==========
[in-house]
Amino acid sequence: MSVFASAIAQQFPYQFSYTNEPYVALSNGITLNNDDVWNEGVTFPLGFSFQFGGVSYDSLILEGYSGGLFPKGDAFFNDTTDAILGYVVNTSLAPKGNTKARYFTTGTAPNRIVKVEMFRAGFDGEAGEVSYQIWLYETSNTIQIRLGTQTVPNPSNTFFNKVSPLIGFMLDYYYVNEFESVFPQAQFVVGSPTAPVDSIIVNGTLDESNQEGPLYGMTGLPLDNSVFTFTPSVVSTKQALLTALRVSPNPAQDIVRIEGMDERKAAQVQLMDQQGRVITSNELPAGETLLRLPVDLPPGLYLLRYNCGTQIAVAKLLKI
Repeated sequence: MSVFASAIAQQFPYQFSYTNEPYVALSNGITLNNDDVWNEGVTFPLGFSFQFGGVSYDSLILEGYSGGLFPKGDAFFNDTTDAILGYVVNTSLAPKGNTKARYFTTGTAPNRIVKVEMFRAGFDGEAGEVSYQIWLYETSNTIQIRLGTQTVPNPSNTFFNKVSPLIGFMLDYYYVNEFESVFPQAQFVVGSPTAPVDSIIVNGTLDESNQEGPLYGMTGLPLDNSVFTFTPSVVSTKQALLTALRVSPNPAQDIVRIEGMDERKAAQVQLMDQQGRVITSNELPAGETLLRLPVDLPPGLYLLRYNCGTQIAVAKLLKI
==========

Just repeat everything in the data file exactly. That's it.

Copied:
[in-house]
Amino acid sequence: MSVFASAIAQQFPYQFSYTNEPYVALSNGITLNNDDVWNEGVTFPLGFSFQFGGVSYDSLILEGYSGGLFPKGDAFFNDTTDAILGYVVNTSLAPKGNTKARYFTTGTAPNRIVKVEMFRAGFDGEAGEVSYQIWLYETSNTIQIRLGTQTVPNPSNTFFNKVSPLIGFMLDYYYVNEFESVFPQAQFVVGSPTAPVDSIIVNGTLDESNQEGPLYGMTGLPLDNSVFTFTPSVVSTKQALLTALRVSPNPAQDIVRIEGMDERKAAQVQLMDQQGRVITSNELPAGETLLRLPVDLPPGLYLLRYNCGTQIAVAKLLKI
Repeated sequence: MSVFASAIAQQFPYQFSYTNEPYVALSNGITLNNDDVWNEGVTFPLGFSFQFGGVSYDSLILEGYSGGLFPKGDAFFNDTTDAILGYVVNTSLAPKGNTKARYFTTGTAPNRIVKVEMFRAGFDGEAGEVSYQIWLYETSNTIQIRLGTQTVPNPSNTFFNKVSPLIGFMLDYYYVNEFESVFPQAQFVVGSPTAPVDSIIVNGTLDESNQEGPLYGMTGLPLDNSVFTFTPSVVSTKQALLTALRVSPNPAQDIVRIEGMDERKAAQVQLMDQQGRVITSNELPAGETLLRLPVDLPPGLYLLRYNCGTQIAVAKLLKI